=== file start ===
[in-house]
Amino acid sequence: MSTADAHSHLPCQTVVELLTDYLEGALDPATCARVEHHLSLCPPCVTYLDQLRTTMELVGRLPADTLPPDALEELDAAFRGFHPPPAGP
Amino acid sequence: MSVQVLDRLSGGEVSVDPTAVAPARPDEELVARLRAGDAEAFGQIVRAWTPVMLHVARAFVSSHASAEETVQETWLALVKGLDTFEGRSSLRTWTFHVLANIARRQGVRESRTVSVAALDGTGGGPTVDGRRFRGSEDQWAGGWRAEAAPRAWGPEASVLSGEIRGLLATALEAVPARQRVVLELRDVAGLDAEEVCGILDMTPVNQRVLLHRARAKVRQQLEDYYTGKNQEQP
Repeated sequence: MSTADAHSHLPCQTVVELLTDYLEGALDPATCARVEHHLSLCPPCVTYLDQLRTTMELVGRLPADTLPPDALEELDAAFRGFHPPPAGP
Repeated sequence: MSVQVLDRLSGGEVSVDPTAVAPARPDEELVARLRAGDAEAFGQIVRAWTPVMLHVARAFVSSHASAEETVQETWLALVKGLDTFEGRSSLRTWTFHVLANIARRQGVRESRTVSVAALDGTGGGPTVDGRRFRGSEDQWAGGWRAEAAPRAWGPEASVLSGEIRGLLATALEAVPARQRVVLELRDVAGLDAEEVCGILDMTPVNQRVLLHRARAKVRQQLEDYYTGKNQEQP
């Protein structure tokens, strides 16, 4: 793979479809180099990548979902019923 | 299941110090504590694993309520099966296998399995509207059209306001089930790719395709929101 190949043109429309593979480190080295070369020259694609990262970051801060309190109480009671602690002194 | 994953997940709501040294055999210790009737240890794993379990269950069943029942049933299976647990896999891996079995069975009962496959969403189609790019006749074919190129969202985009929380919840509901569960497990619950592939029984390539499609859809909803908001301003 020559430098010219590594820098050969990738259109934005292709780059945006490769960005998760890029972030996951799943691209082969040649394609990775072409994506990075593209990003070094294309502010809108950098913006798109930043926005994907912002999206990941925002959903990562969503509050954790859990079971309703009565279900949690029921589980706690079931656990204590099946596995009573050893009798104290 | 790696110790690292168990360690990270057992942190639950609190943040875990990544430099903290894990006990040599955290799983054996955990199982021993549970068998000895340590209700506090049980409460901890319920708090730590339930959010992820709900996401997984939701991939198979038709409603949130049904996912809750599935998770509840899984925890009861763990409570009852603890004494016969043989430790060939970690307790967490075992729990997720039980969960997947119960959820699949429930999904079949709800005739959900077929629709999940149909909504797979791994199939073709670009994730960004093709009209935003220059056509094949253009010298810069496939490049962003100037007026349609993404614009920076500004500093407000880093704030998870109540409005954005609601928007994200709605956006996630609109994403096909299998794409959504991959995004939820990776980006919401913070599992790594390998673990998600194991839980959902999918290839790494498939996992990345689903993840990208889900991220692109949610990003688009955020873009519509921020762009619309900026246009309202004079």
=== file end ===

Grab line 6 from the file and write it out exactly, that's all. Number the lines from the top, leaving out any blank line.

């Protein structure tokens, strides 16, 4: 793979479809180099990548979902019923 | 299941110090504590694993309520099966296998399995509207059209306001089930790719395709929101 190949043109429309593979480190080295070369020259694609990262970051801060309190109480009671602690002194 | 994953997940709501040294055999210790009737240890794993379990269950069943029942049933299976647990896999891996079995069975009962496959969403189609790019006749074919190129969202985009929380919840509901569960497990619950592939029984390539499609859809909803908001301003 020559430098010219590594820098050969990738259109934005292709780059945006490769960005998760890029972030996951799943691209082969040649394609990775072409994506990075593209990003070094294309502010809108950098913006798109930043926005994907912002999206990941925002959903990562969503509050954790859990079971309703009565279900949690029921589980706690079931656990204590099946596995009573050893009798104290 | 790696110790690292168990360690990270057992942190639950609190943040875990990544430099903290894990006990040599955290799983054996955990199982021993549970068998000895340590209700506090049980409460901890319920708090730590339930959010992820709900996401997984939701991939198979038709409603949130049904996912809750599935998770509840899984925890009861763990409570009852603890004494016969043989430790060939970690307790967490075992729990997720039980969960997947119960959820699949429930999904079949709800005739959900077929629709999940149909909504797979791994199939073709670009994730960004093709009209935003220059056509094949253009010298810069496939490049962003100037007026349609993404614009920076500004500093407000880093704030998870109540409005954005609601928007994200709605956006996630609109994403096909299998794409959504991959995004939820990776980006919401913070599992790594390998673990998600194991839980959902999918290839790494498939996992990345689903993840990208889900991220692109949610990003688009955020873009519509921020762009619309900026246009309202004079």